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Klarinet Archive - Posting 000963.txt from 1997/09

From: "Benjamin A. Maas" <bmaas@-----.net>
Subj: Re: Transposing
Date: Sun, 21 Sep 1997 01:27:17 -0400

Since this has been going on for awhile, I figure I might as well put in my
two cents.

One of the things that goes on at USC (where I go to school) is we have to
bring in etudes to perform in studio class. We usually perform them on
B-flat. After the first time through, we have to play it again, but this
time my teacher (Yehuda Gilad) will call out transpositions and in the
middle of the phrase, we have to switch gears and play the piece in the new
key.

He also suggests that we pick up violin music or other instruments and use
it to first practice sight reading then to practice our transpositions.

Benjamin Maas
Clarinetist and Digital Recording Engineer
Student, University of Southern California
Executive Director, Digital Renaissance Consort
bmaas@-----.net
bmaas@-----.edu

----------
From: GunnyCC@-----.com
Subject: Re: Transposing
Date: Saturday, September 20, 1997 7:48 PM

Transposing,
Good subject! The practice of transposing is one that has (at least me)
helped in sightreading. You see, when I transpose, rhythm and notes
actually
don't seem hard anymore, it's catching those accidentals. I had an
excellent teacher by the name of Simeon Loring, I considered him a full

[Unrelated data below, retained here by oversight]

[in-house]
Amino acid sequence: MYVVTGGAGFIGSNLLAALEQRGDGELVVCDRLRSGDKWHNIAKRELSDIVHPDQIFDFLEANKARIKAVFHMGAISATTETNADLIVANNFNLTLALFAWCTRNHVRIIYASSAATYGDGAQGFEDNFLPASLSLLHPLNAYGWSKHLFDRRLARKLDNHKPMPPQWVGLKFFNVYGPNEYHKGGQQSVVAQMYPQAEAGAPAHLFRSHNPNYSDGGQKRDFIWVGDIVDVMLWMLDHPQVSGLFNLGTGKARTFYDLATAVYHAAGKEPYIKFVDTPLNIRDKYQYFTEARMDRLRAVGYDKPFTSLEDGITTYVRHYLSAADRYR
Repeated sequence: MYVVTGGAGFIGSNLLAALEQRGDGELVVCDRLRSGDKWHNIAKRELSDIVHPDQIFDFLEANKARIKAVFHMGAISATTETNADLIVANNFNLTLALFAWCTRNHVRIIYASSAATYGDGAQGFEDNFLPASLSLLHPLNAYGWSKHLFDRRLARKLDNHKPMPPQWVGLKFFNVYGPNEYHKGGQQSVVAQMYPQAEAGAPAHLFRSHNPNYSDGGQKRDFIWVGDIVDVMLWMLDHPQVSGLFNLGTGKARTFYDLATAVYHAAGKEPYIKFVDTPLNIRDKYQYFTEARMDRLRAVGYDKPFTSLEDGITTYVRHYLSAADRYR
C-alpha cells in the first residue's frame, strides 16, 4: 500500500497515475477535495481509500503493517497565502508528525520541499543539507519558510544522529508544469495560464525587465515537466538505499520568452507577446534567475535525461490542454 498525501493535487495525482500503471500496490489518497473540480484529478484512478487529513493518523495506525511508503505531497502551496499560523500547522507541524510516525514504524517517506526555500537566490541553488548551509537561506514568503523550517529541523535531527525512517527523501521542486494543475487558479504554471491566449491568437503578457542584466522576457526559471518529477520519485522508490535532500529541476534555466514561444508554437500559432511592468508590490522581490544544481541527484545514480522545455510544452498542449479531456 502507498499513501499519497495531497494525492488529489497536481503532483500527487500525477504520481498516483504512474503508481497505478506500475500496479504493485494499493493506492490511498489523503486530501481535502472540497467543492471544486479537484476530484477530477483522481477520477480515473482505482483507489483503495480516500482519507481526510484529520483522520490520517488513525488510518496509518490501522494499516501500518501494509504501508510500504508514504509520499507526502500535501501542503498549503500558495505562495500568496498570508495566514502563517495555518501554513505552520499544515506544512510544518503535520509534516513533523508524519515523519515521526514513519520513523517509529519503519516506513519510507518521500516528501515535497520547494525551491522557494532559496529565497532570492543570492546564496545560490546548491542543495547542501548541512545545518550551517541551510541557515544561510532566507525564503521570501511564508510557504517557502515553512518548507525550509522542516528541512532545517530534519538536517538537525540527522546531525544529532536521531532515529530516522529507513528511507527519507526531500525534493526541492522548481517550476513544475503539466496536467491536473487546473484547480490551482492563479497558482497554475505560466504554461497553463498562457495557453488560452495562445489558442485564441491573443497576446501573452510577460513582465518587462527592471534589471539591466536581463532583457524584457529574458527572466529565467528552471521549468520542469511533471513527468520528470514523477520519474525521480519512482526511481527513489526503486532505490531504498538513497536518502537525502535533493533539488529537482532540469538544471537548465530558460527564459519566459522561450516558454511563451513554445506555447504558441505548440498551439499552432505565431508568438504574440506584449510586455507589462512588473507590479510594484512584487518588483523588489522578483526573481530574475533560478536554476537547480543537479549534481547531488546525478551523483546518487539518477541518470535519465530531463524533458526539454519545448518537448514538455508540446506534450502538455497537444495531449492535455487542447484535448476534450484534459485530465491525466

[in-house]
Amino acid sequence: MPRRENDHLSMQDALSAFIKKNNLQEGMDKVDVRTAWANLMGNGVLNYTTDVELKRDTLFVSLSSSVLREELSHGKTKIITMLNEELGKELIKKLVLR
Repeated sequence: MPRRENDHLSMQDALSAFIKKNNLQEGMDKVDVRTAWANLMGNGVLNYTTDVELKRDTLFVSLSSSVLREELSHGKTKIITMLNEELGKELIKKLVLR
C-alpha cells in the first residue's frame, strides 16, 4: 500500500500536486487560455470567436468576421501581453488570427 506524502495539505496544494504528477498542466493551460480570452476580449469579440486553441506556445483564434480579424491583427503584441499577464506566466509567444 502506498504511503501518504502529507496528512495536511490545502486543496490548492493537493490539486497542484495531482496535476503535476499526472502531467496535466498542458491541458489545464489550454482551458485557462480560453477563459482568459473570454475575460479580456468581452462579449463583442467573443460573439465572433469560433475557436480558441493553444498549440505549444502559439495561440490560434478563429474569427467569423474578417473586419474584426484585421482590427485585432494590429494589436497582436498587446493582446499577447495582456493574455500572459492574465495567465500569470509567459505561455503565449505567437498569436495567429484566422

jedi
in clarinet playing, as well as conducting. He gave me this Bona rhythm
book
and said 1-4, practice it. I said that's easy!! He said okay just have it
ready for next week. Oh, and by the way, the 1st one is written for A
clarinet and you are holding a Bb, the 2nd is written for C clar and you
are
still holding the A clarinet, the 3rd one is written for Eb and you are
playing a Bb...... I quickly gulped, went home, and practiced like
heck!!!!
In the military band I now have no problem grabbing the Eb clarinet part
to
play 20 bars of an important part and change back, or playing the oboe part
when there was none. Transposing is a challenge and personally fun. It
forces you to read ahead and imrove your sightreading. I do play the A
clar
when I can, and as much as I can, but just in case, I feel good knowing I
can
transpose. I recommend that everyone practice it. I first found the
enjoyment of transposing in the orchestra when for some reason we were
missing the violas and I just sat and started playing the part. I will
retire from the military in 5 years and look foward to going back to
college
to play till I drop. I'm extremely happy with the experience I've gained
from having to do without a certain instrument and playing their part. So,
to all, practice, practice, practice, and good luck!!!

Carlos Cardo
Musician's Technical Assistant
USMC

   
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